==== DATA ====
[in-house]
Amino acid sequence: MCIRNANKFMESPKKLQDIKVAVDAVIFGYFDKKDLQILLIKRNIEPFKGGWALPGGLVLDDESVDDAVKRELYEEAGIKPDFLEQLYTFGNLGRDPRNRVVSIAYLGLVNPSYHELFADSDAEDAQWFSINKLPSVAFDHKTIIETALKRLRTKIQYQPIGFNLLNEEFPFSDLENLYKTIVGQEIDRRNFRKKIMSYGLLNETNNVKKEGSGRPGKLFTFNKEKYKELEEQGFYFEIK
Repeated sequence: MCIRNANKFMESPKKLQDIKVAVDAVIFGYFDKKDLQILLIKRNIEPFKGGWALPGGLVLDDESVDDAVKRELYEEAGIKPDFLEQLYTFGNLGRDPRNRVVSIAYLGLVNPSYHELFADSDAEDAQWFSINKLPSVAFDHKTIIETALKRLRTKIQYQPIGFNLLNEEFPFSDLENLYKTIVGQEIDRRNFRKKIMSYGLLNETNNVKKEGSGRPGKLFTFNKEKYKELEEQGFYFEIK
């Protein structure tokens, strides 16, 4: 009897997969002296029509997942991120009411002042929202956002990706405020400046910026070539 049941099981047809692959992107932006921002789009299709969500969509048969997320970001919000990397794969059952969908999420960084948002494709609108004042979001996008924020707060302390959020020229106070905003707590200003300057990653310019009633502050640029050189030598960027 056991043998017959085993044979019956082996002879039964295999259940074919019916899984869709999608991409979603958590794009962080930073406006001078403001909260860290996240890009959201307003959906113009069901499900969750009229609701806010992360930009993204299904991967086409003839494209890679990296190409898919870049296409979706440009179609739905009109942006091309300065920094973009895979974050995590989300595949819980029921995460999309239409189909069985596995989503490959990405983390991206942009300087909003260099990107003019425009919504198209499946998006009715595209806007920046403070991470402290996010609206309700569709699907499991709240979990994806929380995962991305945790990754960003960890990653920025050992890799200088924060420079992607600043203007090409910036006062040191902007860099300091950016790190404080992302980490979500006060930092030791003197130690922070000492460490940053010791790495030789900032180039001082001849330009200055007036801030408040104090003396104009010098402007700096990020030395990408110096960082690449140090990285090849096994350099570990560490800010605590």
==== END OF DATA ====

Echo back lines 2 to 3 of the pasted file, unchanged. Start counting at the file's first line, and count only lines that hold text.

Amino acid sequence: MCIRNANKFMESPKKLQDIKVAVDAVIFGYFDKKDLQILLIKRNIEPFKGGWALPGGLVLDDESVDDAVKRELYEEAGIKPDFLEQLYTFGNLGRDPRNRVVSIAYLGLVNPSYHELFADSDAEDAQWFSINKLPSVAFDHKTIIETALKRLRTKIQYQPIGFNLLNEEFPFSDLENLYKTIVGQEIDRRNFRKKIMSYGLLNETNNVKKEGSGRPGKLFTFNKEKYKELEEQGFYFEIK
Repeated sequence: MCIRNANKFMESPKKLQDIKVAVDAVIFGYFDKKDLQILLIKRNIEPFKGGWALPGGLVLDDESVDDAVKRELYEEAGIKPDFLEQLYTFGNLGRDPRNRVVSIAYLGLVNPSYHELFADSDAEDAQWFSINKLPSVAFDHKTIIETALKRLRTKIQYQPIGFNLLNEEFPFSDLENLYKTIVGQEIDRRNFRKKIMSYGLLNETNNVKKEGSGRPGKLFTFNKEKYKELEEQGFYFEIK